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11 December 2010


Russ Steele


You comment about ARRA's Buy American policy reminded me that on the ARRA Broadband Funding, the governement agencies running the program ran into a brick wall and had to get a congressional exemption. Many of the telcoms, especially the wireless broadband providers, could not build a system with out using key components manufacture outside of the US. The program was delayed almost a year, while the NTIS and Department of Agriculture obtained an exemption from the Buy American policy. We currently lack the manufacturing resources in American to bring broadband to every citizen that wants or needs it.

I also found it interesting the Asian nations and Finland, which have the higher PISA scores, have much higher broadband downlload speeds than in the US. The median download speed in the U.S. is a mortifying 2.35 megabits per second (mbps). In Japan the median download speed is 63.60 mbps. In South Korea it’s 49 mbps, and in tiny Finland it’s 21.7 mbps. These countries are pushing for high speeds in excess of 100 mbps because they see them as necessary for new health, education, energy, and civic engagement applications, according to a Brookings Institute Report.

George Rebane

Good perspective Russ. Our regulations tie our undies in a bundle, and we don't even have the high tech manufacturing to supply our high tech needs. What in the world will we compete with now?

Mikey McD

George, once the "employer of last resort" the government (or tax funded NGO's, non-profits...) are now the low hanging fruit with pay, security and benefits which the private marketplace cannot compete. It is tough for private enterprise to compete with the vacation time, sick pay, pension plans, health care, salary, low stress work place which exists at all levels of government (or tax payer funded NGO's, non-profits, schools,...). It was 3 years into this recession when Obama announced he was freezing (not cutting or laying off) federal pay for selected employees, 3 YEARS! Talk about security! The question is why would someone want to work anywhere else?!!


Bruce Hunt

The USA is in dire straights these days with very little positives to sing about. After reading this article in the Saturday, December 11 Union, it made me realize one of the serious reasons the US is falling behind in so many categories lies in our education system. It seems to me that it has become too easy to go from one grade to another these days. The students aren't challenged nearly enough. I think this is due to failure of public education. Kids cannot be taught with the idea that one size fits all. We need more charter-type schools that can better address the diversity in cultures and in with what comparative ease or difficulty different students learn different educational disciplines. In 1998 about 71% of students that entered high school graduated; more recently this figure has shrunk to about 68%. One third of public high scholl students fail to graduate. Of the high school graduates, only 27% obtain college degrees within the next six years. Of the college graduates there only 12% or so that graduate with science or engineering degrees. None of these statistics compare favorably with many Asian or European countries. I think over the longer term, in order for the USA to ever regain its number one standing in general education, technology,and quality of life, our educational process must be retooled to ensure much higher graduation rates.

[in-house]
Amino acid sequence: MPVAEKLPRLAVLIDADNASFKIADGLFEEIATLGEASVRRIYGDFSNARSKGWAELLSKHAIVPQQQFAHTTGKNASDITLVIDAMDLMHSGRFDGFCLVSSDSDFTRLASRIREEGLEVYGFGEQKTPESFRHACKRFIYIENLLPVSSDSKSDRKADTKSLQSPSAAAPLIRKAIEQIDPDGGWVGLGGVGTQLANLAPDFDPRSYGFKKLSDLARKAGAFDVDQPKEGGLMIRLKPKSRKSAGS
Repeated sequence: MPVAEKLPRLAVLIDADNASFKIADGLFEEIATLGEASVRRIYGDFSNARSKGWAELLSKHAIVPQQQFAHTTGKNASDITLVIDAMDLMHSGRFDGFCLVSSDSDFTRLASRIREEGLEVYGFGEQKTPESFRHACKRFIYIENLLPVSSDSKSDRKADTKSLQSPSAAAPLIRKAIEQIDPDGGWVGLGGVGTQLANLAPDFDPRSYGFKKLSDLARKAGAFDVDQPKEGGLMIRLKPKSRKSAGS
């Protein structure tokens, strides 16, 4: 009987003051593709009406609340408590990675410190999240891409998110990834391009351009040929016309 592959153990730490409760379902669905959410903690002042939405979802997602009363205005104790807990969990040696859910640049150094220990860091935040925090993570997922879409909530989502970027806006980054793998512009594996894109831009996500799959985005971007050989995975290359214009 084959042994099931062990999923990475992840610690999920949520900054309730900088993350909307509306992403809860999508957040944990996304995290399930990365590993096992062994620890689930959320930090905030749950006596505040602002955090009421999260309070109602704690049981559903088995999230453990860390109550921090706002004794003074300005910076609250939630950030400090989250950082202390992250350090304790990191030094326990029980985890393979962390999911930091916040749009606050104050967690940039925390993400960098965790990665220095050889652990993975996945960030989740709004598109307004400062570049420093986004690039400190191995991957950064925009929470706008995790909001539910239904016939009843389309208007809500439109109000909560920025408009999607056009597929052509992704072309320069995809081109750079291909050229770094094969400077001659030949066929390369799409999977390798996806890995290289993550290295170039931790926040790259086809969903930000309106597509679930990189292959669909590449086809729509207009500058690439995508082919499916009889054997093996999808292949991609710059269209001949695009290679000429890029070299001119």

College must be more accessible for more high school graduates. In 2008 the average cost of tuition, fees, and room and board for a college student was approaching $17,000. This figure is comprised of costs for both public and private institutions. I would venture a guess that a family earning less than $100k per year could not afford to send a child to college without grat financial difficulty or some form of subsidy. Only 15.73% of American families earn over $100k per year and this number is shrinking. To me, this is a glaring problem that nobody seems to want to solve. Another related remark... why would a highly motivated science, math or engineering graduate choose teaching in h.s. or college over the private sector where he/she could earn a much greater salary? What's teh incentive to teach?

Bruce Hunt

Regarding attaining "full employment" I agree with your comments in the last paragraph of your article. Yet, there are differeing thoughts of what "full or normal employment" means. I would imagine full employment would be 0%, i.e. anyone who wanted to and all who were able to work, could get employment. When I was in college and graduate school (Keynesian economics was popular then), full employment was considered to be 4%. Nowadays, I hear many folks calling it 5% or 6%, one of which is Ben Bernanke. But no matter how anyone defines full or normal employment the way we are headed is not dissimilar to the Japanese decade of no or miniscule growth. If something were to trigger even higher national unemployment, say 12% to 16%, we will head toward disinflation and depression economics. We have to make American products more valuable around the globe; create policies that make it easier for US businesses to compete. Our tax code is ludicrously complex. Bernanke has publicly stated we need a much simplified tax code. And finally, our schooling system needs a huge overhaul. I have been writing both democratic and republican politicians for a few years that "change" in these areas has to come about, however it appears I am the minority of this type of thinking because the more we want change, nothing has changed. Sometimes I feel our political leaders are either real stupid or just to worried about their jobs to think creativley.

Steve Frisch

Great comments Bruce.

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